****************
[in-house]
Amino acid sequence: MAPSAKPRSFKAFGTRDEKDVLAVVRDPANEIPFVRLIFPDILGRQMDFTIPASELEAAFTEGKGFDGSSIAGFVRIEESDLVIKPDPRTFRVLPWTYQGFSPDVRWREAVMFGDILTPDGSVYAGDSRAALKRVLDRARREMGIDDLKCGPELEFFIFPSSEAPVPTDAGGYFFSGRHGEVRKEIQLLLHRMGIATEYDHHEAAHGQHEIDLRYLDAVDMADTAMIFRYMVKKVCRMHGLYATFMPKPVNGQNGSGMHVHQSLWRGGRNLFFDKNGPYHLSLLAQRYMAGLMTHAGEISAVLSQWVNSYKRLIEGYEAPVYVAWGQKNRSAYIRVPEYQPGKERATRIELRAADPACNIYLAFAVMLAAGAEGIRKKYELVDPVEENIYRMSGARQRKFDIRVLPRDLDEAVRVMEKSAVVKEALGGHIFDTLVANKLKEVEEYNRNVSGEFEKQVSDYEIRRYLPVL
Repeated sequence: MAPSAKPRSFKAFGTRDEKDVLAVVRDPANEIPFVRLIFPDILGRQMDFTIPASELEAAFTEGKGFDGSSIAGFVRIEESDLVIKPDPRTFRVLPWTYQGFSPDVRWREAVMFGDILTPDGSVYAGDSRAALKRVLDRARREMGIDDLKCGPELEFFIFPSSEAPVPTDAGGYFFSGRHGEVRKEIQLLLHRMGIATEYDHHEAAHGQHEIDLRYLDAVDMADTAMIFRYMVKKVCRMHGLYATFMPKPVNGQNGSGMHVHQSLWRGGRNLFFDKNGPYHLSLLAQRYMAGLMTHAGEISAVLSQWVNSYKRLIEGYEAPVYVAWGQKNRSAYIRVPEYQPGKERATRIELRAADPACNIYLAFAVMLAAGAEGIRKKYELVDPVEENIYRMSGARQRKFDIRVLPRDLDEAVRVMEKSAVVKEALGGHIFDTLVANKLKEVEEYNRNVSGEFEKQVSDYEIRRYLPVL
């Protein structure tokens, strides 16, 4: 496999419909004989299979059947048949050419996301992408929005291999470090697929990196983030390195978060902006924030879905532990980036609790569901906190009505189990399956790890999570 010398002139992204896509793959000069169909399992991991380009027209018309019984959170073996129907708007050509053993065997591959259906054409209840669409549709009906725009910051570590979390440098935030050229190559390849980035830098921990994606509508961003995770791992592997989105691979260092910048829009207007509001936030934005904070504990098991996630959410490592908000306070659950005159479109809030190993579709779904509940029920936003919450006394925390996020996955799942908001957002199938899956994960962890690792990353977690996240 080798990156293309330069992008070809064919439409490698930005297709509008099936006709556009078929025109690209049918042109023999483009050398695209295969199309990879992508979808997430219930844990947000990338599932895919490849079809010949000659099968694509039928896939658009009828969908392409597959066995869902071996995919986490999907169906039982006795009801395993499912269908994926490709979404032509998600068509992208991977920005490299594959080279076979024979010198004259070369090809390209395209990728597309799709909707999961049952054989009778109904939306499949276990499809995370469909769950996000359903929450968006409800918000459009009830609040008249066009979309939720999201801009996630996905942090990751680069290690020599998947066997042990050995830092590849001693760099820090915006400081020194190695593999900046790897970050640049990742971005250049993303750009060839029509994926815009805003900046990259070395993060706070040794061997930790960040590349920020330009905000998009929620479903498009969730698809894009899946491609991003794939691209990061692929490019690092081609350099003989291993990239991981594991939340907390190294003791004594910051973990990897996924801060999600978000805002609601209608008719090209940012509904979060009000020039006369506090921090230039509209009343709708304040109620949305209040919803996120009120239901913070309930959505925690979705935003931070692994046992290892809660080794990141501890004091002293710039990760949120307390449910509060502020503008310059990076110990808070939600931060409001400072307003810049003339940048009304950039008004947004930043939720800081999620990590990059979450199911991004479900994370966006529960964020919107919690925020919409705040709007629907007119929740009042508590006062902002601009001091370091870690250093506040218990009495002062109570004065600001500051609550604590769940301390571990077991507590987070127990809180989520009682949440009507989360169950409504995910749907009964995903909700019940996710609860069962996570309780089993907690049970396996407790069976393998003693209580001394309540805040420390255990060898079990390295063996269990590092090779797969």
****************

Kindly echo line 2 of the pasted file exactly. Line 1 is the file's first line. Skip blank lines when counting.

Amino acid sequence: MAPSAKPRSFKAFGTRDEKDVLAVVRDPANEIPFVRLIFPDILGRQMDFTIPASELEAAFTEGKGFDGSSIAGFVRIEESDLVIKPDPRTFRVLPWTYQGFSPDVRWREAVMFGDILTPDGSVYAGDSRAALKRVLDRARREMGIDDLKCGPELEFFIFPSSEAPVPTDAGGYFFSGRHGEVRKEIQLLLHRMGIATEYDHHEAAHGQHEIDLRYLDAVDMADTAMIFRYMVKKVCRMHGLYATFMPKPVNGQNGSGMHVHQSLWRGGRNLFFDKNGPYHLSLLAQRYMAGLMTHAGEISAVLSQWVNSYKRLIEGYEAPVYVAWGQKNRSAYIRVPEYQPGKERATRIELRAADPACNIYLAFAVMLAAGAEGIRKKYELVDPVEENIYRMSGARQRKFDIRVLPRDLDEAVRVMEKSAVVKEALGGHIFDTLVANKLKEVEEYNRNVSGEFEKQVSDYEIRRYLPVL